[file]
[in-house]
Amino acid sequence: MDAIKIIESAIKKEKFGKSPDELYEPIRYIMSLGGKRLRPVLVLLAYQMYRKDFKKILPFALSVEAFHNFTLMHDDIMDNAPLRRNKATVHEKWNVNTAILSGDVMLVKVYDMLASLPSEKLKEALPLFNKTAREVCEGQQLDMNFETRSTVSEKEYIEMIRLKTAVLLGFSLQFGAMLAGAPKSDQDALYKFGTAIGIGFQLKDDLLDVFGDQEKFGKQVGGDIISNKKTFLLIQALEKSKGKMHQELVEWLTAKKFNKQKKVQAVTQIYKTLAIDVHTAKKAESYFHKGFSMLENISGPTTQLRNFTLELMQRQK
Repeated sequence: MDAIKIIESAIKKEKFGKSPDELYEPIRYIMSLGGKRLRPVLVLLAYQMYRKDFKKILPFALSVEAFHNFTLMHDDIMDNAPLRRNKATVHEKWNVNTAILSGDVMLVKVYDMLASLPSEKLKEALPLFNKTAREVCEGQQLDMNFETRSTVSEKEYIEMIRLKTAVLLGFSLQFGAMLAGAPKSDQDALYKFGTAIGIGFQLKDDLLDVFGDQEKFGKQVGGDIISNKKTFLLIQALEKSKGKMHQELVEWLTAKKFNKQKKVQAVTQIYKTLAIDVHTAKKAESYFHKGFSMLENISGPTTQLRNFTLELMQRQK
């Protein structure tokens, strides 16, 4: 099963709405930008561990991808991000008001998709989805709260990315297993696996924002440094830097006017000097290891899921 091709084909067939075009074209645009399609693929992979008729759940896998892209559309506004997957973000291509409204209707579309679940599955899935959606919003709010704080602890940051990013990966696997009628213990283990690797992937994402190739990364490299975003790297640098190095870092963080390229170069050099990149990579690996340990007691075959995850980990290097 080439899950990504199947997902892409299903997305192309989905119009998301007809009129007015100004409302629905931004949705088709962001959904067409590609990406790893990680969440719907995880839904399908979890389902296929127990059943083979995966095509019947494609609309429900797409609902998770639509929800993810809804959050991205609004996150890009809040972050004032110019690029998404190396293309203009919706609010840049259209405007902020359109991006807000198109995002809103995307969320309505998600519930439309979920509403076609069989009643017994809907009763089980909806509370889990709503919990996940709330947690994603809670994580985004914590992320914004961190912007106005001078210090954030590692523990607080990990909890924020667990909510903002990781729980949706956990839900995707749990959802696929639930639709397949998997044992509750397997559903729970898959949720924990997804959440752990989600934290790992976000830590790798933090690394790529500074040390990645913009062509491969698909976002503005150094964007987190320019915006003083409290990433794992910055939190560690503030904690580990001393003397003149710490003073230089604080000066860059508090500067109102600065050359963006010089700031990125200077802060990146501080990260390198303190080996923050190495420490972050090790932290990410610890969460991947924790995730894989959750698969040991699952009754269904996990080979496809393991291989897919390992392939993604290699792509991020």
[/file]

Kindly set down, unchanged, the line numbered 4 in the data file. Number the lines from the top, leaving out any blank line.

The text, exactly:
């Protein structure tokens, strides 16, 4: 099963709405930008561990991808991000008001998709989805709260990315297993696996924002440094830097006017000097290891899921 091709084909067939075009074209645009399609693929992979008729759940896998892209559309506004997957973000291509409204209707579309679940599955899935959606919003709010704080602890940051990013990966696997009628213990283990690797992937994402190739990364490299975003790297640098190095870092963080390229170069050099990149990579690996340990007691075959995850980990290097 080439899950990504199947997902892409299903997305192309989905119009998301007809009129007015100004409302629905931004949705088709962001959904067409590609990406790893990680969440719907995880839904399908979890389902296929127990059943083979995966095509019947494609609309429900797409609902998770639509929800993810809804959050991205609004996150890009809040972050004032110019690029998404190396293309203009919706609010840049259209405007902020359109991006807000198109995002809103995307969320309505998600519930439309979920509403076609069989009643017994809907009763089980909806509370889990709503919990996940709330947690994603809670994580985004914590992320914004961190912007106005001078210090954030590692523990607080990990909890924020667990909510903002990781729980949706956990839900995707749990959802696929639930639709397949998997044992509750397997559903729970898959949720924990997804959440752990989600934290790992976000830590790798933090690394790529500074040390990645913009062509491969698909976002503005150094964007987190320019915006003083409290990433794992910055939190560690503030904690580990001393003397003149710490003073230089604080000066860059508090500067109102600065050359963006010089700031990125200077802060990146501080990260390198303190080996923050190495420490972050090790932290990410610890969460991947924790995730894989959750698969040991699952009754269904996990080979496809393991291989897919390992392939993604290699792509991020």